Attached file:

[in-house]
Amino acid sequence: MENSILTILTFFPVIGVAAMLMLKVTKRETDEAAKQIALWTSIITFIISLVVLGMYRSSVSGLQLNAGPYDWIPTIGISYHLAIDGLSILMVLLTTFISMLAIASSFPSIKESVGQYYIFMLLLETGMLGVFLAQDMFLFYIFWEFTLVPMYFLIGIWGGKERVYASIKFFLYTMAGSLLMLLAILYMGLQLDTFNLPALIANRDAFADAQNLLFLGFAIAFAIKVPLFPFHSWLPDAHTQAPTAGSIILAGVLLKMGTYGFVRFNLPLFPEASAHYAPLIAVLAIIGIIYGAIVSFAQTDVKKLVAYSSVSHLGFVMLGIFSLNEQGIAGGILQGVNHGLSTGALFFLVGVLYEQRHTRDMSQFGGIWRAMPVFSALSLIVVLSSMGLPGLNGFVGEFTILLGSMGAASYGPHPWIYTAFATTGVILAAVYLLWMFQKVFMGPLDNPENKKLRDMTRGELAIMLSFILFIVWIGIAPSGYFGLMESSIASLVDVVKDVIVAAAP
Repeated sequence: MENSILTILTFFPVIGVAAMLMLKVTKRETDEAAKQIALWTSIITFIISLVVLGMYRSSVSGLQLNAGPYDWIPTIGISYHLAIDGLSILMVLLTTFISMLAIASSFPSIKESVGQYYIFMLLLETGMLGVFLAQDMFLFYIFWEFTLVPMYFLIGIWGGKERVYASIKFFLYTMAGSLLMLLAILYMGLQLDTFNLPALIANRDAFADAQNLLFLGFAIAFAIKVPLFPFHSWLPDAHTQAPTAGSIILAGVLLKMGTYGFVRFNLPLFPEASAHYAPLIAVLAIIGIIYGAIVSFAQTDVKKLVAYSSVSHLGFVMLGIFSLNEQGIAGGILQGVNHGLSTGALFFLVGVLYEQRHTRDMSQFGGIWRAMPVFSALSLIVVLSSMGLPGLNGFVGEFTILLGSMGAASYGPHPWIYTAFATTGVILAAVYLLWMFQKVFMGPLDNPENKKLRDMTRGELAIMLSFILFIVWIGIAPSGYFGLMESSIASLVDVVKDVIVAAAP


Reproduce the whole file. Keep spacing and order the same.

[in-house]
Amino acid sequence: MENSILTILTFFPVIGVAAMLMLKVTKRETDEAAKQIALWTSIITFIISLVVLGMYRSSVSGLQLNAGPYDWIPTIGISYHLAIDGLSILMVLLTTFISMLAIASSFPSIKESVGQYYIFMLLLETGMLGVFLAQDMFLFYIFWEFTLVPMYFLIGIWGGKERVYASIKFFLYTMAGSLLMLLAILYMGLQLDTFNLPALIANRDAFADAQNLLFLGFAIAFAIKVPLFPFHSWLPDAHTQAPTAGSIILAGVLLKMGTYGFVRFNLPLFPEASAHYAPLIAVLAIIGIIYGAIVSFAQTDVKKLVAYSSVSHLGFVMLGIFSLNEQGIAGGILQGVNHGLSTGALFFLVGVLYEQRHTRDMSQFGGIWRAMPVFSALSLIVVLSSMGLPGLNGFVGEFTILLGSMGAASYGPHPWIYTAFATTGVILAAVYLLWMFQKVFMGPLDNPENKKLRDMTRGELAIMLSFILFIVWIGIAPSGYFGLMESSIASLVDVVKDVIVAAAP
Repeated sequence: MENSILTILTFFPVIGVAAMLMLKVTKRETDEAAKQIALWTSIITFIISLVVLGMYRSSVSGLQLNAGPYDWIPTIGISYHLAIDGLSILMVLLTTFISMLAIASSFPSIKESVGQYYIFMLLLETGMLGVFLAQDMFLFYIFWEFTLVPMYFLIGIWGGKERVYASIKFFLYTMAGSLLMLLAILYMGLQLDTFNLPALIANRDAFADAQNLLFLGFAIAFAIKVPLFPFHSWLPDAHTQAPTAGSIILAGVLLKMGTYGFVRFNLPLFPEASAHYAPLIAVLAIIGIIYGAIVSFAQTDVKKLVAYSSVSHLGFVMLGIFSLNEQGIAGGILQGVNHGLSTGALFFLVGVLYEQRHTRDMSQFGGIWRAMPVFSALSLIVVLSSMGLPGLNGFVGEFTILLGSMGAASYGPHPWIYTAFATTGVILAAVYLLWMFQKVFMGPLDNPENKKLRDMTRGELAIMLSFILFIVWIGIAPSGYFGLMESSIASLVDVVKDVIVAAAP